Hundreds attended an Indian nun’s funeral who died in a road accident. She was 80.
Sister Paul Vincent, a member of Daughters of St. Anne of Calcutta died on March 27 in a remote area in West Bengal state. The funeral was on March 28.
After the Sunday Mass, she was returning home to St. Anne’s Convent compound, Kamarchowki, which is in West Bengal’s Paschim Medinipur district, some 135 km southwest of Kolkata, the state capital.
As reported she was hit by a motorcyclist from behind. She fell and had severe injuries. Immediately she was rushed to the hospice in Keshiary, a place in the Kharagpur subdivision of the Paschim Medinipur district. The nun died in the hospice.
Sister Paul hailed from Bangladesh, her original home at Molasikanda. Her parents were deeply religious. Her elder sister Late Sister Florence joined Missionaries of Charity in the early 1950s when Mother Teresa looked for vocations from St Teresa’s Parish. This parish gave many vocations to various congregations.
Sister Paul joined the Daughters of St Anne congregation. At the time of joining religious life, the Congregation was under the patronage of the Loreto Sisters.
In 1968, the Daughters of St Anne Congregation began to function independently. Late Sister Margaret Mary was elected the Superior General. During those years of the 1960s and 1970s, the Congregation was blessed with vocations from the grassroots parishes, from Kolkata city and South 24 Parganas, present Baruipur Diocese of West Bengal state.
Sister Paul inherited deeper faith from her family background. Seeing her elder sister joining Missionaries of Charity, she too opted to be a nun in the Daughters of St Anne.
She felt that her vocation was to teach basic catechism to the children, prepare them for first Holy Communion and Confirmation. This way she spent most of her time in ministry in rural parishes.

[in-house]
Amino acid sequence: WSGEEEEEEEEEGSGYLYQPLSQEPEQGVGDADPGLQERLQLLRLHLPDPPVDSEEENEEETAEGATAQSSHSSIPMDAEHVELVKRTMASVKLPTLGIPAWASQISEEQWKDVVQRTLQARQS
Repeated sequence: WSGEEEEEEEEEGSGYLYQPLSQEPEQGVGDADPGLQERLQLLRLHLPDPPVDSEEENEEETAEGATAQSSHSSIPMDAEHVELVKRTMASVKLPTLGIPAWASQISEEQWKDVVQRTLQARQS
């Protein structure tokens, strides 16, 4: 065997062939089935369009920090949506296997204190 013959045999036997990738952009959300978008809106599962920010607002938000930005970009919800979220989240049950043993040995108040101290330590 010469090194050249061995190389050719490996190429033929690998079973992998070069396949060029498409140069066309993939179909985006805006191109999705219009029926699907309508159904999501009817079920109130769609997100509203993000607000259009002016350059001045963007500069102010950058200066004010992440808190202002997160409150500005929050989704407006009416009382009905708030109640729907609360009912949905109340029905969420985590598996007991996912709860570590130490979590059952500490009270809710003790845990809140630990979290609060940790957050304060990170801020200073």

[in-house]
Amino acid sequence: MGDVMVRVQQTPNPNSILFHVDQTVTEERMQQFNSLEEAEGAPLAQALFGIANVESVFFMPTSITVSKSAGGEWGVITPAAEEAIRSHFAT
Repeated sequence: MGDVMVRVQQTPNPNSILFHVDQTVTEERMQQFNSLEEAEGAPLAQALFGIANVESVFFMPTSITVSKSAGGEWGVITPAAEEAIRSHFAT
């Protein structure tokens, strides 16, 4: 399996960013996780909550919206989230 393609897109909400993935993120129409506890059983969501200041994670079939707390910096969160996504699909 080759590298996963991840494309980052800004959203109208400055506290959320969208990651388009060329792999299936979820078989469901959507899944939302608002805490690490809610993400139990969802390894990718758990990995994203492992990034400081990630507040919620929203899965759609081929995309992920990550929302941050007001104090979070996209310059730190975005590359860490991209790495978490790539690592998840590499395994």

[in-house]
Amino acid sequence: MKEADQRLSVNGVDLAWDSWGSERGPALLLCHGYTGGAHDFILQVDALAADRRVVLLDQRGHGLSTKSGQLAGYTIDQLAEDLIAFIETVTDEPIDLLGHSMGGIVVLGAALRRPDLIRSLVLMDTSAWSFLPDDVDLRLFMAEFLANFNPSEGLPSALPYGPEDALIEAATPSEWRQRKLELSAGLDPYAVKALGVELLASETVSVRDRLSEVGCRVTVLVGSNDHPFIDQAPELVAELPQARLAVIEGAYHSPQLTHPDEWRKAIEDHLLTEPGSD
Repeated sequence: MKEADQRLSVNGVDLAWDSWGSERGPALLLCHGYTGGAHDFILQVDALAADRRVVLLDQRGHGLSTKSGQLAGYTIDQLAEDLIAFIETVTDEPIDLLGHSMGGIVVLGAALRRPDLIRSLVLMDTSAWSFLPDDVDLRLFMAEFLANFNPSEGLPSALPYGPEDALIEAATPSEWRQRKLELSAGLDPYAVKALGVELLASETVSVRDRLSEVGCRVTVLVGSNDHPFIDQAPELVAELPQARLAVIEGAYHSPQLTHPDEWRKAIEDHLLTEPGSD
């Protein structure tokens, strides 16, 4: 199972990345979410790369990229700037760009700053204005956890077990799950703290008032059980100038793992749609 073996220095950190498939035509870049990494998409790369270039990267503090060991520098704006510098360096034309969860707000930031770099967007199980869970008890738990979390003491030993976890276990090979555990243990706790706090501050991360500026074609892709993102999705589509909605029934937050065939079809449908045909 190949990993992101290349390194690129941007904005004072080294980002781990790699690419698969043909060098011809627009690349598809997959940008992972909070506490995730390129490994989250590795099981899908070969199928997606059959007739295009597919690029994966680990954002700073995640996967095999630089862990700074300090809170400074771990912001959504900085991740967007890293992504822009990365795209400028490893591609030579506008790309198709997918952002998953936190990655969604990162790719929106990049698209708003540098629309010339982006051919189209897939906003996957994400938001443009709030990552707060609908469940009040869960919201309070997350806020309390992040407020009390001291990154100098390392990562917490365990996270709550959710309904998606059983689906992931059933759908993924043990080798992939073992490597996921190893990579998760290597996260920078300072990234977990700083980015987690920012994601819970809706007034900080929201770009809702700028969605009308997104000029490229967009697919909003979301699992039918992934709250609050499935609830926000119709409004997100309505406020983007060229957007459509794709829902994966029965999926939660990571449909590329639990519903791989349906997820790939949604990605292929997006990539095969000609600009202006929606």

For the last 25 years, she lived in St Paul the Apostle Parish, Kamarchowki, and helped the clergy in all faith formation and catechetical training programs.
Being a Bengali missionary among the Santhal indigenous communities, she remained a shining witness to Jesus and His mission to preach the Good News.
In the 1970s when Morning Star Regional Seminary at Barrackpore, near Calcutta, was in its infancy, Sister Paul looked after the kitchen and organized the catering department very well.
She was sensitive to the needs of priests and all the seminarians. She showed special care to the sick and infirm. She was truly a mother to all and ‘Martha’ to the community of Morning Star.
With this tragic loss of Sister Paul, the Church has lost huge support for the cause of evangelization and witness to Christ in the most challenging times. May her soul rest in peace!
(The author is a priest of the Archdiocese of Calcutta.)
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